The Science Commons Licensing project is investigating legal mechanisms to ensure access to needed medicines in the developing world, modular, machine-readable versions of the Uniform Biological Materials Transfer Agreement (UBMTA) and standard licensing approaches for information technology.
The Science Commons Data project is investigating legal solutions for public/private databases of genomic and proteomic information, geographic and geospatial data, “traditional” knowledge from the developing world, and data generated in a social context (primary field work from anthropology and archaeology).
No. Science Commons is also working on educational materials and curricula, organizational designs (technology trusts, patent pools, etc) and, in some cases, simply bringing together stakeholders to talk about how the law can hinder innovation.
Absolutely not. We believe in the Net, not a centralized, information bank controlled by a single organization. We are building tools so that the semantic web can identify and sort intellectual property in a distributed, decentralized manner. We are not in the business of collecting content, or building databases of content.
Do you get paid for all these services? Is this some kind of consulting scheme? Or some way to help your own scientific research?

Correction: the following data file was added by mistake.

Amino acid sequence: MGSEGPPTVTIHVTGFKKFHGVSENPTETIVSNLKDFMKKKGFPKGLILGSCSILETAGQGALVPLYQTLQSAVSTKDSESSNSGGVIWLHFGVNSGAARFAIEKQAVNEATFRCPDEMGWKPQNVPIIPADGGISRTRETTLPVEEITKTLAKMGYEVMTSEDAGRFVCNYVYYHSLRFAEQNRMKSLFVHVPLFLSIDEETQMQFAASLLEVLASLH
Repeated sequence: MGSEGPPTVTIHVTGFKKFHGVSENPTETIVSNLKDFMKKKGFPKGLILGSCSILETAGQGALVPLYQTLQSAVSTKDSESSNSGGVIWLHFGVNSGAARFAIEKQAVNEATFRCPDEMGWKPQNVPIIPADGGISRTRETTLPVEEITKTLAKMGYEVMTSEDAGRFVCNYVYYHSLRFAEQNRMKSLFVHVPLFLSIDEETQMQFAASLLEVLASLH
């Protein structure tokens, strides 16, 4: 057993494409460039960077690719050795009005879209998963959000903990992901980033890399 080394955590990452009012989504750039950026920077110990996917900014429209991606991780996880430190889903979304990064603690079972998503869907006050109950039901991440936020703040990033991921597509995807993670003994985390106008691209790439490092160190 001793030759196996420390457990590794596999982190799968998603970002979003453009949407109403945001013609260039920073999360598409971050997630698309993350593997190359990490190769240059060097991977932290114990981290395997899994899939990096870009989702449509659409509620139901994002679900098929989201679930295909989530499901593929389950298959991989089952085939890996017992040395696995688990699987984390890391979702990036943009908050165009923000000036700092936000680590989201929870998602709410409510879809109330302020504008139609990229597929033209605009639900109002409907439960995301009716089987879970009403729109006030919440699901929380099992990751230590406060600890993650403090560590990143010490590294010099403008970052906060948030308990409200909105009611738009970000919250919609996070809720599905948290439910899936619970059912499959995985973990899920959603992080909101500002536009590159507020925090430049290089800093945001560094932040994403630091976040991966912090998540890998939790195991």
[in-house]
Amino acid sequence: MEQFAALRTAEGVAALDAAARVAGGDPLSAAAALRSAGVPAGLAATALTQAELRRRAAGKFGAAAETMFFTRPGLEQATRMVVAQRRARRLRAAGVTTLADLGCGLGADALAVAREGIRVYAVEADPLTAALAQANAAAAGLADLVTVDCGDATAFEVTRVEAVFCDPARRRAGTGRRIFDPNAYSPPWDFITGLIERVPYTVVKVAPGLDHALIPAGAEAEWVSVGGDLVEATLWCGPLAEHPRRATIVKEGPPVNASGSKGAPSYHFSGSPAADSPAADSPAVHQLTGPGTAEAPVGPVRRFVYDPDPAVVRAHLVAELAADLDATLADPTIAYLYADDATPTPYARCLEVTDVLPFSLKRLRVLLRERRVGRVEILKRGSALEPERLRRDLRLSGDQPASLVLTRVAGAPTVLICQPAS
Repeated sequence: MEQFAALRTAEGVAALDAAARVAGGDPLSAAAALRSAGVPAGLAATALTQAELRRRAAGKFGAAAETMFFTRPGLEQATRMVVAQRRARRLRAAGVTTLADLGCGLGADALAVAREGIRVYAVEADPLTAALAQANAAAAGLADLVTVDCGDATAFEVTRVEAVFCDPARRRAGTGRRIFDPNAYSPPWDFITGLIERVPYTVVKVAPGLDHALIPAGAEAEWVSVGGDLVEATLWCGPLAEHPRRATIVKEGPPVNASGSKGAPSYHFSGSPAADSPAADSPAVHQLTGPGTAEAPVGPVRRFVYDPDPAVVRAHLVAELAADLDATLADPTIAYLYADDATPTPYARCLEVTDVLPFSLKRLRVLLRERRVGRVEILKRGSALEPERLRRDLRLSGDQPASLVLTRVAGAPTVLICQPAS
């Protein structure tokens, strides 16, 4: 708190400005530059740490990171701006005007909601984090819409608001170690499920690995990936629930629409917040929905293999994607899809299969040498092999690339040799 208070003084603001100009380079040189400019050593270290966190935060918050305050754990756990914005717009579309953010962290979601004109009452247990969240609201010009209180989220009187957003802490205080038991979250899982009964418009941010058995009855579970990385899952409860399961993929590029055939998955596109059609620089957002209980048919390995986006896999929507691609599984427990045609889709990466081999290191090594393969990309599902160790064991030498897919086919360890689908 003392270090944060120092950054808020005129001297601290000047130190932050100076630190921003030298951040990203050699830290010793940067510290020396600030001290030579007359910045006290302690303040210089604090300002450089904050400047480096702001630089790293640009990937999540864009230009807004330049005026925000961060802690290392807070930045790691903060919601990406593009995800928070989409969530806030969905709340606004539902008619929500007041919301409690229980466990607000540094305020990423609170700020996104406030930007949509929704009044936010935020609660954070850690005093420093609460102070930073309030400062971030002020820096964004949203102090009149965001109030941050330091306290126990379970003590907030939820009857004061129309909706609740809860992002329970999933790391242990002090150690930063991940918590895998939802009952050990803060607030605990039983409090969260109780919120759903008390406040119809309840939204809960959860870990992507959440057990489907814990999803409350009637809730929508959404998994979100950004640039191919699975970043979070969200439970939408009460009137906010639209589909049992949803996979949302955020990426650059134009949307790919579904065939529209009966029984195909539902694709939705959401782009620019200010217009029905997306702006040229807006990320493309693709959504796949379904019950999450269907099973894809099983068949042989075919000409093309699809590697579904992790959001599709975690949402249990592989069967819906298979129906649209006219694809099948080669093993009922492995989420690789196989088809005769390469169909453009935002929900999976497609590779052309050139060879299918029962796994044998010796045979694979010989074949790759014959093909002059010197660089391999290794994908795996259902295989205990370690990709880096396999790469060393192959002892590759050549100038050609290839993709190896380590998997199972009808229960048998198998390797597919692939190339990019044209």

No. Science Commons is a non-profit organization. (Creative Commons is a registered non-profit corporation in Massachusetts.) Science Commons sees one of its most important roles as being an “honest broker.” In fact, it is precisely because Science Commons is not a stakeholder that we believe we may be able to help groups reach agreement. We are not doing scientific research or funding it, working for university interests, or for corporations. Our legal products are free and our advice is disinterested.
Science Commons received seed funding from the HighQ Foundation and is also supported by Creative Commons (which has been funded by generous donations from the Center for the Public Domain the John D. and Catherine T. MacArthur Foundation, and the Hewlett Foundation, amongst others.)
Science Commons is pursuing collaborations with a few like-minded organizations. See our links page to learn more, or contact us if you or your organization would like to help.
We want your feedback and welcome your input and participation. Please contact us.